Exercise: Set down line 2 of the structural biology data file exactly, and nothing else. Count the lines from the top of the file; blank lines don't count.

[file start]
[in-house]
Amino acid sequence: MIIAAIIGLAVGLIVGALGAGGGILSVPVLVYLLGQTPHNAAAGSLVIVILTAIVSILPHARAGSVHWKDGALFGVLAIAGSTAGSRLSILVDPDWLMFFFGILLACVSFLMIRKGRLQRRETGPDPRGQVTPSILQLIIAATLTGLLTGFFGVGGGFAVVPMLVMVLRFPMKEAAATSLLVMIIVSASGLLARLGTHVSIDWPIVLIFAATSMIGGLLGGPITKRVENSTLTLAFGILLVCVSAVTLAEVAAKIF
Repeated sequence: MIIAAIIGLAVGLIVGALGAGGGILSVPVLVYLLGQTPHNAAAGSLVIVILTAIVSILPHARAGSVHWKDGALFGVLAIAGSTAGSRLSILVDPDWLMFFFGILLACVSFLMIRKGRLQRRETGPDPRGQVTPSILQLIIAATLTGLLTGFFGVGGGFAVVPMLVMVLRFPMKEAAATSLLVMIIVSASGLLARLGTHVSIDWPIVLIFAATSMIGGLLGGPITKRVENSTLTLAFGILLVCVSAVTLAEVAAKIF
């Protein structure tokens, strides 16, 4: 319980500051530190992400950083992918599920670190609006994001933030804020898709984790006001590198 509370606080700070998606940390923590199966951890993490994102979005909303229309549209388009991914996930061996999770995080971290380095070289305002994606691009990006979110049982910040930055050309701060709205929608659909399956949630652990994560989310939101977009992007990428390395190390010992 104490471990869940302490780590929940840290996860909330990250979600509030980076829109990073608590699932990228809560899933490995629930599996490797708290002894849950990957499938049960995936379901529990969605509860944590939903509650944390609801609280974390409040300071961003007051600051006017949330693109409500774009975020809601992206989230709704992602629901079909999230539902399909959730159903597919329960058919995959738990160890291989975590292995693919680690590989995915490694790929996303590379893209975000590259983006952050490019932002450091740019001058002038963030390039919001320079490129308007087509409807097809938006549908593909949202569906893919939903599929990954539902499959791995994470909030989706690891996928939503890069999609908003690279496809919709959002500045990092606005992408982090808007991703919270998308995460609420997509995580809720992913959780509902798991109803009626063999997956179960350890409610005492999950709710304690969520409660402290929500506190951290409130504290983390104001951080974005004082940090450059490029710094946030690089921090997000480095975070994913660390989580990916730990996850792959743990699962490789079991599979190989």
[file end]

Amino acid sequence: MIIAAIIGLAVGLIVGALGAGGGILSVPVLVYLLGQTPHNAAAGSLVIVILTAIVSILPHARAGSVHWKDGALFGVLAIAGSTAGSRLSILVDPDWLMFFFGILLACVSFLMIRKGRLQRRETGPDPRGQVTPSILQLIIAATLTGLLTGFFGVGGGFAVVPMLVMVLRFPMKEAAATSLLVMIIVSASGLLARLGTHVSIDWPIVLIFAATSMIGGLLGGPITKRVENSTLTLAFGILLVCVSAVTLAEVAAKIF